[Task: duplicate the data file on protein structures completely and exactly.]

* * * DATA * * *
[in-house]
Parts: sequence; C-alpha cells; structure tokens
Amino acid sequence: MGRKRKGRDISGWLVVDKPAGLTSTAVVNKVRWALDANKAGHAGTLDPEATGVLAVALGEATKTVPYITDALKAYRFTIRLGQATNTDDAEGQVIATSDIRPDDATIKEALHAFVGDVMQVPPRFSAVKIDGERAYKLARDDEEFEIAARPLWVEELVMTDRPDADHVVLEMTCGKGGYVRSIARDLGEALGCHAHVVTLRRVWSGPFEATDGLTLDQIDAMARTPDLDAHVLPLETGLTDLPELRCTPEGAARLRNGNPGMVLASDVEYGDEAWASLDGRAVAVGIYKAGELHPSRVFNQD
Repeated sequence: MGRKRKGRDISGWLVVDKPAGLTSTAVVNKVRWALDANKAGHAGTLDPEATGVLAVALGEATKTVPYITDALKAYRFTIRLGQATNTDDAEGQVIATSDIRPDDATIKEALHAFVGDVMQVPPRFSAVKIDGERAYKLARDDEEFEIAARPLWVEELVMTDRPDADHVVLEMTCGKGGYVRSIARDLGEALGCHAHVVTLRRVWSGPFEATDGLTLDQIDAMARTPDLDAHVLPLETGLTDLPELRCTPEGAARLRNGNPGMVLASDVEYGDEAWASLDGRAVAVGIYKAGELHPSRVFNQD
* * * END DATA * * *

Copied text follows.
[in-house]
Parts: sequence; C-alpha cells; structure tokens
Amino acid sequence: MGRKRKGRDISGWLVVDKPAGLTSTAVVNKVRWALDANKAGHAGTLDPEATGVLAVALGEATKTVPYITDALKAYRFTIRLGQATNTDDAEGQVIATSDIRPDDATIKEALHAFVGDVMQVPPRFSAVKIDGERAYKLARDDEEFEIAARPLWVEELVMTDRPDADHVVLEMTCGKGGYVRSIARDLGEALGCHAHVVTLRRVWSGPFEATDGLTLDQIDAMARTPDLDAHVLPLETGLTDLPELRCTPEGAARLRNGNPGMVLASDVEYGDEAWASLDGRAVAVGIYKAGELHPSRVFNQD
Repeated sequence: MGRKRKGRDISGWLVVDKPAGLTSTAVVNKVRWALDANKAGHAGTLDPEATGVLAVALGEATKTVPYITDALKAYRFTIRLGQATNTDDAEGQVIATSDIRPDDATIKEALHAFVGDVMQVPPRFSAVKIDGERAYKLARDDEEFEIAARPLWVEELVMTDRPDADHVVLEMTCGKGGYVRSIARDLGEALGCHAHVVTLRRVWSGPFEATDGLTLDQIDAMARTPDLDAHVLPLETGLTDLPELRCTPEGAARLRNGNPGMVLASDVEYGDEAWASLDGRAVAVGIYKAGELHPSRVFNQD